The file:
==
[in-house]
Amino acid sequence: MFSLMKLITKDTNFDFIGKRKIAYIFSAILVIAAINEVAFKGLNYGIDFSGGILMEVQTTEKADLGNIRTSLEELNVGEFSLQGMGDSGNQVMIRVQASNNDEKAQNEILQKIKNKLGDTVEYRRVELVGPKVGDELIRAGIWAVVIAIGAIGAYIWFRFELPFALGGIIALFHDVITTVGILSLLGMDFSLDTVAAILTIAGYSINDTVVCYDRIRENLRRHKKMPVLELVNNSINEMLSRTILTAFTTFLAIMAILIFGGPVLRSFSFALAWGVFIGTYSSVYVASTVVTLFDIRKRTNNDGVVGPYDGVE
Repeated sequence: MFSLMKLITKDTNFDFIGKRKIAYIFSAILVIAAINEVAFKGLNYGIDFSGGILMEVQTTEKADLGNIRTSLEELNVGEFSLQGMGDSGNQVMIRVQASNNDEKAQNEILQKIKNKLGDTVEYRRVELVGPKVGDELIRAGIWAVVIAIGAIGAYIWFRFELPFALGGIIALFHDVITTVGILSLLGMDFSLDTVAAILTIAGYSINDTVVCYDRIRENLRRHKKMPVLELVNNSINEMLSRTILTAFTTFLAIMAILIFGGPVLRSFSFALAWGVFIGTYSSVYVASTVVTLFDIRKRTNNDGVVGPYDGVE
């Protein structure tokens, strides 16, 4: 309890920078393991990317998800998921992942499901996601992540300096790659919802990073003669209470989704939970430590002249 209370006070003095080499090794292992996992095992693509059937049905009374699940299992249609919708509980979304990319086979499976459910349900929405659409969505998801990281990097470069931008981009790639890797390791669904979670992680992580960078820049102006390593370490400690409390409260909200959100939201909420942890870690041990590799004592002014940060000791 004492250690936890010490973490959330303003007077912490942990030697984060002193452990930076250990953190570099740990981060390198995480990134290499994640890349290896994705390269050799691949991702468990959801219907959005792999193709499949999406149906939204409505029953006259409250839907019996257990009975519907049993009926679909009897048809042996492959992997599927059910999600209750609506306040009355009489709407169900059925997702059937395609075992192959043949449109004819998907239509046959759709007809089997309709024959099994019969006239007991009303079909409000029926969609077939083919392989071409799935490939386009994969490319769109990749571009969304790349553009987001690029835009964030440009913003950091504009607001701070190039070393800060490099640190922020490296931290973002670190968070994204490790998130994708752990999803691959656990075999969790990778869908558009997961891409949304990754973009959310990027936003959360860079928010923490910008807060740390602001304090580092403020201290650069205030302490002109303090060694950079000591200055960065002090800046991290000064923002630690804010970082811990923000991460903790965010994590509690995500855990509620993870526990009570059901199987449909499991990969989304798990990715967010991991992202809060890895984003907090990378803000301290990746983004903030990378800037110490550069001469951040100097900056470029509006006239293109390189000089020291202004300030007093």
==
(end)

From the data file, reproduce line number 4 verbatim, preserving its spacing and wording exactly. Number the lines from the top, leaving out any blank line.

């Protein structure tokens, strides 16, 4: 309890920078393991990317998800998921992942499901996601992540300096790659919802990073003669209470989704939970430590002249 209370006070003095080499090794292992996992095992693509059937049905009374699940299992249609919708509980979304990319086979499976459910349900929405659409969505998801990281990097470069931008981009790639890797390791669904979670992680992580960078820049102006390593370490400690409390409260909200959100939201909420942890870690041990590799004592002014940060000791 004492250690936890010490973490959330303003007077912490942990030697984060002193452990930076250990953190570099740990981060390198995480990134290499994640890349290896994705390269050799691949991702468990959801219907959005792999193709499949999406149906939204409505029953006259409250839907019996257990009975519907049993009926679909009897048809042996492959992997599927059910999600209750609506306040009355009489709407169900059925997702059937395609075992192959043949449109004819998907239509046959759709007809089997309709024959099994019969006239007991009303079909409000029926969609077939083919392989071409799935490939386009994969490319769109990749571009969304790349553009987001690029835009964030440009913003950091504009607001701070190039070393800060490099640190922020490296931290973002670190968070994204490790998130994708752990999803691959656990075999969790990778869908558009997961891409949304990754973009959310990027936003959360860079928010923490910008807060740390602001304090580092403020201290650069205030302490002109303090060694950079000591200055960065002090800046991290000064923002630690804010970082811990923000991460903790965010994590509690995500855990509620993870526990009570059901199987449909499991990969989304798990990715967010991991992202809060890895984003907090990378803000301290990746983004903030990378800037110490550069001469951040100097900056470029509006006239293109390189000089020291202004300030007093």